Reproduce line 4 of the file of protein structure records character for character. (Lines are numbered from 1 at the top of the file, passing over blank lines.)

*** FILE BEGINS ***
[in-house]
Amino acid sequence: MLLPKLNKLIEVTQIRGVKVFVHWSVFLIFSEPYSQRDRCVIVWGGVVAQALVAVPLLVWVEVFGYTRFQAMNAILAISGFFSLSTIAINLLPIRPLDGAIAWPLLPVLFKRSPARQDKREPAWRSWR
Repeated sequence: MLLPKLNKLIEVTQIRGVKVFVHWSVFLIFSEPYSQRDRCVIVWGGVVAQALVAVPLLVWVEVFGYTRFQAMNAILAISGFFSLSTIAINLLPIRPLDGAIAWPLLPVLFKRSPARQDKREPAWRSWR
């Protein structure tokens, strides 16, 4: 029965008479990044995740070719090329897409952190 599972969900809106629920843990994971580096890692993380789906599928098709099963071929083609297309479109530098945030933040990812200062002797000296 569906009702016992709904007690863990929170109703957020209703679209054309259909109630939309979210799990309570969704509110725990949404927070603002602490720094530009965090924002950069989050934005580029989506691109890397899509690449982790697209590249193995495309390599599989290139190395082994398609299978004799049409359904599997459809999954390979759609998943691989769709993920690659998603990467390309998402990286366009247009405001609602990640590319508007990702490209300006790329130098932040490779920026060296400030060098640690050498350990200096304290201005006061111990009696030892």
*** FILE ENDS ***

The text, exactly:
């Protein structure tokens, strides 16, 4: 029965008479990044995740070719090329897409952190 599972969900809106629920843990994971580096890692993380789906599928098709099963071929083609297309479109530098945030933040990812200062002797000296 569906009702016992709904007690863990929170109703957020209703679209054309259909109630939309979210799990309570969704509110725990949404927070603002602490720094530009965090924002950069989050934005580029989506691109890397899509690449982790697209590249193995495309390599599989290139190395082994398609299978004799049409359904599997459809999954390979759609998943691989769709993920690659998603990467390309998402990286366009247009405001609602990640590319508007990702490209300006790329130098932040490779920026060296400030060098640690050498350990200096304290201005006061111990009696030892």